Pennsylvania Farm Bureau, CBF urge funding bill
HELLUM, Pa. — The Pennsylvania Farm Bureau held a conference on April 26 to urge passage of Senate Bill 465 in the Pennsylvania Senate.
While the event was held at Flinchbaugh’s Orchard & Farm Market, news organizations could participate virtually.
The bill would create an Agriculture Conservation Assistance Program to provide funding for county conservation districts to work directly with local farmers’ conservation projects.
Pennsylvania Farm Bureau President Rick Ebert pointed out that farmers continually employ many conservation practices with cover crops, streambank fencing, riparian buffers and more.
Quality, healthy, clean water and fertile topsoil are part of farmer stewardship, Ebert says, noting “Farmers want to be part of the solution,”
Much of farm conservation efforts benefit the Chesapeake Bay Watershed, Ebert said.
He added, “They want to do more.” But many projects involve high prices, and agriculture has been harder in the past several years.
If adopted, Senate Bill 465 will help pay for accelerated efforts. State Senator Gene Yaw sponsored the bill.
He told the group, “The bottom line is water.”
He related stories about the bender salamander, reporting, “We got flack about ‘worrying about it’ when COVID and other problems were there.”
But he explained that the hellbinder is like the “canary in the coal mine.”
Despite being really ugly, with much name calling reflecting its appearance, the hellbender has made a comeback due to greater conservation efforts in this area.
It had virtually disappeared a few years earlier.
Looking at the Conservation Assistance Program, Yaw pointed out that modeling it after the very successful dirt and gravel program should prove effective.
“We know that program works,” he said.
The program is set up to provide funding specifically where its needed.
Local county conservation districts and the county commissioners will be in the decision making and they are knowledgeable about the whereabouts of runoff and livestock proximity in their areas.
County conservation districts provide expertise as well.
The program can receive funds from additional sources, including gifts.
Yaw reminded his audience that Pennsylvania has 80,000 miles of streams —a fourth of them are impaired. A third of the Susquehanna Watershed’s streams are impaired.
Forty-three of the Commonwealth’s sixty-seven counties have streams that demand conservation tools.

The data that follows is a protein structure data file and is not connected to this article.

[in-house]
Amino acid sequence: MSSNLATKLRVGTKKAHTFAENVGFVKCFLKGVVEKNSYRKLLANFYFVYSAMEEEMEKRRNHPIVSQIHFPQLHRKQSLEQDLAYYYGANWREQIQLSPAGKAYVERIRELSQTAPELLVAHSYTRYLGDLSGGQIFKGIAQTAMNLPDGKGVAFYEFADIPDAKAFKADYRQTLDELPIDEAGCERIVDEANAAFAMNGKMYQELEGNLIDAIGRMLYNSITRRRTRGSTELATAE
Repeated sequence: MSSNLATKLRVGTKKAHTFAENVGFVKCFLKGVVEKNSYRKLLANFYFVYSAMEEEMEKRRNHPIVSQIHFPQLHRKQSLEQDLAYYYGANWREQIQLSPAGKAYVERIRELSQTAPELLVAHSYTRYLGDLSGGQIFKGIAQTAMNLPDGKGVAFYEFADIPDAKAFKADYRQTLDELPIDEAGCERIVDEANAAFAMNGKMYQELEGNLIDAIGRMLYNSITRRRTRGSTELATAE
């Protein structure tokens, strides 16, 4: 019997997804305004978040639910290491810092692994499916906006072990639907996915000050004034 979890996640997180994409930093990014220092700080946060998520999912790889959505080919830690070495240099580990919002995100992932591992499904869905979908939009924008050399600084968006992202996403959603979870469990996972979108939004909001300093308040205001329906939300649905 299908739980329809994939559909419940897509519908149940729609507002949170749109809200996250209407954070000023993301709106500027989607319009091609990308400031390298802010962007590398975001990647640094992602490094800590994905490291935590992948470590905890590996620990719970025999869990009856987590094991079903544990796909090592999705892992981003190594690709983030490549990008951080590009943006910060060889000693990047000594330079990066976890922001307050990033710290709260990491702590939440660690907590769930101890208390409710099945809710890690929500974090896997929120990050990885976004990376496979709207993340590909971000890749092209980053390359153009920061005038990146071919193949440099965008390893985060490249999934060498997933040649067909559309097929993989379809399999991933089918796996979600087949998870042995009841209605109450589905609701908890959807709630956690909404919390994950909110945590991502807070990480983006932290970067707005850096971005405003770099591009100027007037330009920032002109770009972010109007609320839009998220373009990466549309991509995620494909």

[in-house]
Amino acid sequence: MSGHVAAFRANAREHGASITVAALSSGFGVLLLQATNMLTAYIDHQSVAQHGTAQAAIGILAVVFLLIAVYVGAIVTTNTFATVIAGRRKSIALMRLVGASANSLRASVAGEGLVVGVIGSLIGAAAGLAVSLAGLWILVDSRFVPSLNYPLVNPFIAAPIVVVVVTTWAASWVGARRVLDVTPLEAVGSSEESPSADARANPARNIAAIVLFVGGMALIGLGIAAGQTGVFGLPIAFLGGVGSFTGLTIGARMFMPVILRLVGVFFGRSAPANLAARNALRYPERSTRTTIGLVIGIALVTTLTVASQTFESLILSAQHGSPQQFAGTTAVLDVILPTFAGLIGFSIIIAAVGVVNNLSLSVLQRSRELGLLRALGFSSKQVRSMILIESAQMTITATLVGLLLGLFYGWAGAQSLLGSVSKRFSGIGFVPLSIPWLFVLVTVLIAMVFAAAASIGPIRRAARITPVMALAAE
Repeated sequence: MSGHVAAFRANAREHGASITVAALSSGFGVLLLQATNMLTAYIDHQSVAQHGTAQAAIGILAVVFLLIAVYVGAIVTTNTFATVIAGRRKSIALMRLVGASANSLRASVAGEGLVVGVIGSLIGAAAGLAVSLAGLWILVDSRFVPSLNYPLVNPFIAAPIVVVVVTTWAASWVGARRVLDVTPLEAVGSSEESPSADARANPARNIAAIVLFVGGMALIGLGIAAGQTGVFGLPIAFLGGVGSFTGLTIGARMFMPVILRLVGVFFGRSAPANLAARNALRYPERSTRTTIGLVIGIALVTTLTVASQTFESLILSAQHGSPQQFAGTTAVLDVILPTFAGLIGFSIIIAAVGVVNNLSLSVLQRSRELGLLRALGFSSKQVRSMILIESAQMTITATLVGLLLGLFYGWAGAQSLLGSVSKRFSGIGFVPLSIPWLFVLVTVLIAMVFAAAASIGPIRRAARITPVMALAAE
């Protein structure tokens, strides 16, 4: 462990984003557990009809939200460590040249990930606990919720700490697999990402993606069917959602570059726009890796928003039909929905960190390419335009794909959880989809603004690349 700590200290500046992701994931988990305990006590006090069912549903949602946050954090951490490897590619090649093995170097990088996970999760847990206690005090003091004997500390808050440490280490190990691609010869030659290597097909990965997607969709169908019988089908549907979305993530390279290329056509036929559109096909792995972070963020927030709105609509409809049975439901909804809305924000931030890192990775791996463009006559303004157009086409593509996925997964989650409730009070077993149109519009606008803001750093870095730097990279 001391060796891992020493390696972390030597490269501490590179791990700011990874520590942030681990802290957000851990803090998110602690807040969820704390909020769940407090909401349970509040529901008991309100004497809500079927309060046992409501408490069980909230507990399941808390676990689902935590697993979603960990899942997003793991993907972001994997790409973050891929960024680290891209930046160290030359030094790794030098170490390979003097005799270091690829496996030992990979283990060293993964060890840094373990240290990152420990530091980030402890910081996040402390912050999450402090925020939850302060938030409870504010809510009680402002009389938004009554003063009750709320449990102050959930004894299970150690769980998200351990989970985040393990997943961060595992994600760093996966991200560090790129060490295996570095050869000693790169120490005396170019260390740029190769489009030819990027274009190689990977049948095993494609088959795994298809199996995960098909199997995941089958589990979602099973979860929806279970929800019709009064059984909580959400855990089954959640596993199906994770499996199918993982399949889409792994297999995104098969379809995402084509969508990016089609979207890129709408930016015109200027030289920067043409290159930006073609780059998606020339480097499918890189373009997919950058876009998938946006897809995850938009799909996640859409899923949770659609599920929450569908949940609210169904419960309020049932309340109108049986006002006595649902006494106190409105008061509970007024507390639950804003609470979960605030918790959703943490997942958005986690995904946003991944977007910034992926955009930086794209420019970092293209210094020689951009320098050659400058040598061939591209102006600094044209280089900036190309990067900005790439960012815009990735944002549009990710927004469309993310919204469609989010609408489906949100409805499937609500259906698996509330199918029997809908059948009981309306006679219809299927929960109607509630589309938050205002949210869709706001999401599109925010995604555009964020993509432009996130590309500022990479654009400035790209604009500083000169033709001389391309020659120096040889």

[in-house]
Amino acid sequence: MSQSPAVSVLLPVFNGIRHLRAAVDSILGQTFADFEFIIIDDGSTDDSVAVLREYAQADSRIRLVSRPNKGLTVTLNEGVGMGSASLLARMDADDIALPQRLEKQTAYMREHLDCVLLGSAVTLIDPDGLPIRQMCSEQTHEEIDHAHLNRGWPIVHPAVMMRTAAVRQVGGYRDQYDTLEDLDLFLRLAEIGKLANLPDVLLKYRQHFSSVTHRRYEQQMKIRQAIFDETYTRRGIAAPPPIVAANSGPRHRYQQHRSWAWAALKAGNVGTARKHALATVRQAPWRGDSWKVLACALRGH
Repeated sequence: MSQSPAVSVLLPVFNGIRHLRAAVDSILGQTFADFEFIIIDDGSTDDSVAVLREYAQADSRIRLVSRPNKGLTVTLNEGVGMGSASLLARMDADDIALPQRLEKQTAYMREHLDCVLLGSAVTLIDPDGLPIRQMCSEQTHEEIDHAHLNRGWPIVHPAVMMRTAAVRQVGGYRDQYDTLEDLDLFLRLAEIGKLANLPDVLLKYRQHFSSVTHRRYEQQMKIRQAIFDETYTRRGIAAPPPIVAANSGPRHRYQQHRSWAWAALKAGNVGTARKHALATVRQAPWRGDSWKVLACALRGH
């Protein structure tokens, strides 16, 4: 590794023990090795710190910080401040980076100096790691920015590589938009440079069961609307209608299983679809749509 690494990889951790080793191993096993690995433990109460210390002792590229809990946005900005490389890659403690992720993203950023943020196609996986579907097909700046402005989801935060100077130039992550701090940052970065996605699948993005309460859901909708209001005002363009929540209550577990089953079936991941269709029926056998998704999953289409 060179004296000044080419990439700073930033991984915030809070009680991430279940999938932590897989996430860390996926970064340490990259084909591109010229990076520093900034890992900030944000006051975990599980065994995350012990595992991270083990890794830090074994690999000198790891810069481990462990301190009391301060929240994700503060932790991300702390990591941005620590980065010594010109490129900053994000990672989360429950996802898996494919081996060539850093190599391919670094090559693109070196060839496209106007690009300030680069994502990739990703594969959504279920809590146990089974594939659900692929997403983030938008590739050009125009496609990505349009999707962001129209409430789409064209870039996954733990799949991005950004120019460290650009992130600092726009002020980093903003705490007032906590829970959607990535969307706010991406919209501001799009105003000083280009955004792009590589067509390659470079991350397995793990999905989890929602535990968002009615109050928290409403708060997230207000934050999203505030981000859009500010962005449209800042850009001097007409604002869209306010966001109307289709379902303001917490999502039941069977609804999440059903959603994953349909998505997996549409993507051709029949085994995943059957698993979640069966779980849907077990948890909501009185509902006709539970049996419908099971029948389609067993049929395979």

Ebert cited the Chesapeake Bay Foundation’s partnership in the cleanup efforts.
Shannon Gority pointed to her one-year anniversary as CBF’s Executive Director and of the improvements of cleaning the wastewater treatment plants. She said,
“Everyone wants agriculture to succeed.” The economy, health and quality of life are on the line.
Gority noted the presence of other farm assistance programs, including NRCS, but there is a backlog of property owners seeking funding.
“The demand and will is there,” she stated.
It’s a win-win where the land is protected, Gority stressed. The investment in agriculture puts people to work and increases the natural assets. Moreover, Gority stated, “The Chesapeake Bay Foundation is looking forward to the legacy of healthy soil and clean water for generations.”
Ebert noted that Andrew Flinchbaugh helped develop the plan. The event’s host farm, Flinchbaugh’s Orchard & Farm Market, near York, features their own fruits and vegetables, baked items, gifts and plants plus farm tours, festivals and community events.
Flinchbaugh told the group that their diversified farm’s goals continues to provide competitive economic returns plus building a better future,
They practice sustainability, crop rotation, no-till, cover crops, pest management, soil testing and tissue sampling.
He added, “We have systems approach.” Conservation for the farm boosts yields and sustains their goals. The family desires to leave the farm better than they received it.
Flinchbaugh said in eight years they updated or devised 39 new conservation plans.
They incorporate miles of stream buffers and grasses.
He reported, “If a farm loses nutrients, there is less yield.”
The speakers agreed that financial backing is important in achieving water quality goals. Local communities, too, benefit as well as the Chesapeake Bay.